Everyone loves a good soundbite, so it’s no surprise that the RLB Cranes Index gets more attention than the analysis RLB does to back it up. And hey, cranes are a pretty visible sign of stuff happening, and they’ve been a symbol of construction and ‘progress’ for decades.
I spend a lot of time looking at housing and construction, and it was about two years ago that I wrote “the construction sector is under pressure – there are too many people wanting things built, and not enough builders to do the work… we can’t speed up the rate of building much faster without it causing major cost increases”.
Two years on, we’re in much the same situation. The graph below shows how much work builders do each year, in “volume” terms (covering up to March 2018).
We’re at a plateau, essentially. in the year to March 2018, builders across New Zealand carried out just 0.6% more work than they had the year before. But the cost of building got more expensive – by about 5%.
The graph above shows almost 30 years of data, so it’s worth spending a bit more time on. New Zealand builders had a similar boom/ plateau in the mid-2000s. That didn’t end well. The level of activity dropped by 29% in four years. And then it went up, up up – it’s risen by 69% since the deepest part of the downturn, taking us to record levels.
Imagine how those ups and downs have been for people in the industry, the tradies and the builders and the professions that rely on construction. Many of them would have had a pretty skinny few years after the GFC hit. Many left the industry or even the country. In 2007, there were around 195,000 people employed in construction. That fell to 160,000 during the downturn, and now it’s up around 250,000.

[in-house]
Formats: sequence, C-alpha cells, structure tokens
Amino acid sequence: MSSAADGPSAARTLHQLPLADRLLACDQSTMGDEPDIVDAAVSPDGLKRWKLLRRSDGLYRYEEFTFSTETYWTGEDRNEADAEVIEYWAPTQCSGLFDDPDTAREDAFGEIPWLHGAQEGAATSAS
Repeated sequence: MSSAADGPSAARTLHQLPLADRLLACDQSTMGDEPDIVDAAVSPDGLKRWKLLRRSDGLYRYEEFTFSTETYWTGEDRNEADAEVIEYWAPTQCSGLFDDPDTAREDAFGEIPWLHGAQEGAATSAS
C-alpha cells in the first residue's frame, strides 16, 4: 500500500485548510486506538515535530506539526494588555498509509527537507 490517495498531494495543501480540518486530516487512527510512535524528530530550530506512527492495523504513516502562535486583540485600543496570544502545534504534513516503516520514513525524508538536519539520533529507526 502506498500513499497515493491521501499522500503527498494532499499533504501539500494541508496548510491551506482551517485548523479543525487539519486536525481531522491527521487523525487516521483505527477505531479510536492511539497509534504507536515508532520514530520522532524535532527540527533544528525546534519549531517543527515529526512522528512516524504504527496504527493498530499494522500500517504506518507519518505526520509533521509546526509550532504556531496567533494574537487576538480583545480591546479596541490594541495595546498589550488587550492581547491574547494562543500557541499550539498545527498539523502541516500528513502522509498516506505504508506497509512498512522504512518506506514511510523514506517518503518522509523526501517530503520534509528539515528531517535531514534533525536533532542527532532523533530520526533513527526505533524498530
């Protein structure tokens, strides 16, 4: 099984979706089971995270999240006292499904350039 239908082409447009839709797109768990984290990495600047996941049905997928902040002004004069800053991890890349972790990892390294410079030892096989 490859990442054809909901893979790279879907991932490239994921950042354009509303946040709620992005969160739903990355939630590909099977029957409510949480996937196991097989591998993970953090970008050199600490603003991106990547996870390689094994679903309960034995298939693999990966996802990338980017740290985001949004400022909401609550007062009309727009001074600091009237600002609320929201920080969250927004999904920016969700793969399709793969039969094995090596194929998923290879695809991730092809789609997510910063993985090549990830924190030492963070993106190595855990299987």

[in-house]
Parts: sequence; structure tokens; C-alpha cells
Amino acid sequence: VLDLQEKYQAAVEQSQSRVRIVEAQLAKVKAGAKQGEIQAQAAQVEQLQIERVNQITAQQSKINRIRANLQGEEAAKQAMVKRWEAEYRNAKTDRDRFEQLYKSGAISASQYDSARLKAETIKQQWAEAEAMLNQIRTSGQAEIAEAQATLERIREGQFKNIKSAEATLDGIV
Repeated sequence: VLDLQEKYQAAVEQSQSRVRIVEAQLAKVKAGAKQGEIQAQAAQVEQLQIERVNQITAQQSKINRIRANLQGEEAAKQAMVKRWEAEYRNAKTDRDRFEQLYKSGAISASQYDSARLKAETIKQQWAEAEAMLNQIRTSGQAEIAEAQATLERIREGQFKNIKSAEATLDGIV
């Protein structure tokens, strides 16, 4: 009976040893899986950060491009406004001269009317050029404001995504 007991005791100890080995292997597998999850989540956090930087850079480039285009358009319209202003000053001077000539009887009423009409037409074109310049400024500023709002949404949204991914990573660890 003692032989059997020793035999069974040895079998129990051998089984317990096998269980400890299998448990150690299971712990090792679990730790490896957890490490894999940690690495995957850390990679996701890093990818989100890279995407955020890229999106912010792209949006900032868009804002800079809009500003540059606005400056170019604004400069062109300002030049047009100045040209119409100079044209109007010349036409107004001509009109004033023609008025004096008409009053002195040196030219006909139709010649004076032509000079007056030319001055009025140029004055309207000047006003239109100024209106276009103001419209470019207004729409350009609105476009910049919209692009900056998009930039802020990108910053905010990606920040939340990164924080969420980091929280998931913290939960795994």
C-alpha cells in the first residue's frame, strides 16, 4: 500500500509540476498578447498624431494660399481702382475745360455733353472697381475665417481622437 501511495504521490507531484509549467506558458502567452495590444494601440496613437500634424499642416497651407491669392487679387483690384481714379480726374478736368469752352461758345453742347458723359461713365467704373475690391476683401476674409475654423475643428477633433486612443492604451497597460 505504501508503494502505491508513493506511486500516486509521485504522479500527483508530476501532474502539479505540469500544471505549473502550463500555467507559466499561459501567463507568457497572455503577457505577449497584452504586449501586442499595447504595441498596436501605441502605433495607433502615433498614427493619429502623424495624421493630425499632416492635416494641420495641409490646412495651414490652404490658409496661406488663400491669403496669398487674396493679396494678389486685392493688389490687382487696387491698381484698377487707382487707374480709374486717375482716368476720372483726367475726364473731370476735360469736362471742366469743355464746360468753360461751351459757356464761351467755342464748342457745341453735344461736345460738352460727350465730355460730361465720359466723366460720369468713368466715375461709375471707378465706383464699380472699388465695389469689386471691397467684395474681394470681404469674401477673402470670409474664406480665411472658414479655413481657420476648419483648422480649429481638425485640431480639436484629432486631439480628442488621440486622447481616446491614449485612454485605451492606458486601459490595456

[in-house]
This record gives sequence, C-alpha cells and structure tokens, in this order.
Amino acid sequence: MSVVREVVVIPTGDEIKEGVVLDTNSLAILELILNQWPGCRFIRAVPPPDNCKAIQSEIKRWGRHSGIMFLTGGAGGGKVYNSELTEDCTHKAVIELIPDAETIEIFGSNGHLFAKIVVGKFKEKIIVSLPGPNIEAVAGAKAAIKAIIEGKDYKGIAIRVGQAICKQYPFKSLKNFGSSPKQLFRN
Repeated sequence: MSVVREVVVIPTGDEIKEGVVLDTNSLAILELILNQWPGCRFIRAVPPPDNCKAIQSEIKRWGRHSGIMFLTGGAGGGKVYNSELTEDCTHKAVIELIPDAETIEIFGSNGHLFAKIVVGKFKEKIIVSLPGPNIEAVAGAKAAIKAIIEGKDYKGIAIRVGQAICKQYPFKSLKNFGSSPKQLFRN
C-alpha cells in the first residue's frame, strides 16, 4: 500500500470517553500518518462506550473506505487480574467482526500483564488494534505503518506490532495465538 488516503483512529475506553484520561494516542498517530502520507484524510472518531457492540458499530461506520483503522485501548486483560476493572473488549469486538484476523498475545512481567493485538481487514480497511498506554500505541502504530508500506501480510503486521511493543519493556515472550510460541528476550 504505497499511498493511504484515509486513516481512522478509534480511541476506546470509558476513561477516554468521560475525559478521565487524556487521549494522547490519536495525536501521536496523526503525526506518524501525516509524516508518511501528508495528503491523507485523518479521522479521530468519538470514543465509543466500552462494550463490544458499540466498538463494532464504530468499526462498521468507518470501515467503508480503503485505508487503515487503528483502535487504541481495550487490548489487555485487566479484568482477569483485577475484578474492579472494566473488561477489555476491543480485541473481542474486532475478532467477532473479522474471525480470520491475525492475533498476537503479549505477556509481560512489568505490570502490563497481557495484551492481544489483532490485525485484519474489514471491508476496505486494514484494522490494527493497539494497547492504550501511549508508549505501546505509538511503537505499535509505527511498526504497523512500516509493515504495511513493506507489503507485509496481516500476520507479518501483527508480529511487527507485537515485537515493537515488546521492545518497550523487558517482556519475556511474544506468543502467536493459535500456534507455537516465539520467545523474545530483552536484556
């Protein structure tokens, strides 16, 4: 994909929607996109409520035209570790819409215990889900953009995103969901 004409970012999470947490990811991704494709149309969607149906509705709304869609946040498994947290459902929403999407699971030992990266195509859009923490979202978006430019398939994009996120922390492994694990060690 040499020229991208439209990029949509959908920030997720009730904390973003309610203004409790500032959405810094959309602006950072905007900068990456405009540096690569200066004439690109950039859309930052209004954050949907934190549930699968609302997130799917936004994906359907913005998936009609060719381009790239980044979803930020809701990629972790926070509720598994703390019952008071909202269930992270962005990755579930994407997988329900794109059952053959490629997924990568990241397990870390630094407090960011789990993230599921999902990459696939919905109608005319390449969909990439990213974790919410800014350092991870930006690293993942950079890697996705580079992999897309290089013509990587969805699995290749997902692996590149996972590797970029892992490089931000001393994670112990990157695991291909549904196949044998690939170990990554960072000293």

And imagine the logistical challenges in trying to grow at double-digit rates through the last five years, getting people and machines and material to where they need to be. Not easy. How can the industry keep growing when it’s employing record numbers of people but still needs tens of thousands more, or when supply chains are stretched and it’s hard to get the product? Is it just an endless treadmill or is there actually time to innovate, which is obviously what we want?
Anyway, let’s move on to the regional picture. These figures are for ‘revenue’, not activity. Part of the growth shown here is due to (hefty) price increases, not just more stuff being built:
Starting in 2012ish, Canterbury started responding to the 2010/11 earthquakes with the biggest building boom the region had ever seen. This boom has been tailing off since 2017, although it’s still high by historical levels.
Auckland is still growing, but probably not by much when you take off price increases. Auckland is both the biggest challenge and the biggest opportunity for NZ builders. The level of construction still needs to scale up further, much further, to make a dent in the housing shortage. But it’s not easy when living costs are high, roads are congested, and you’re competing with other parts of NZ and overseas to get resources in place.
And yet some good stuff is happening. The Unitary Plan passed, Kiwibuild has huge potential, the new government is more focused on housing and looking at the regulation around building.
90,000 Aucklanders are working in construction – some of you must be reading this blog. What do you think? What are you seeing on the ground, what are the prospects, what are the challenges as you see them, and how do we get on top of all this? What about our architects, engineers, developers? What’s going well and what’s not?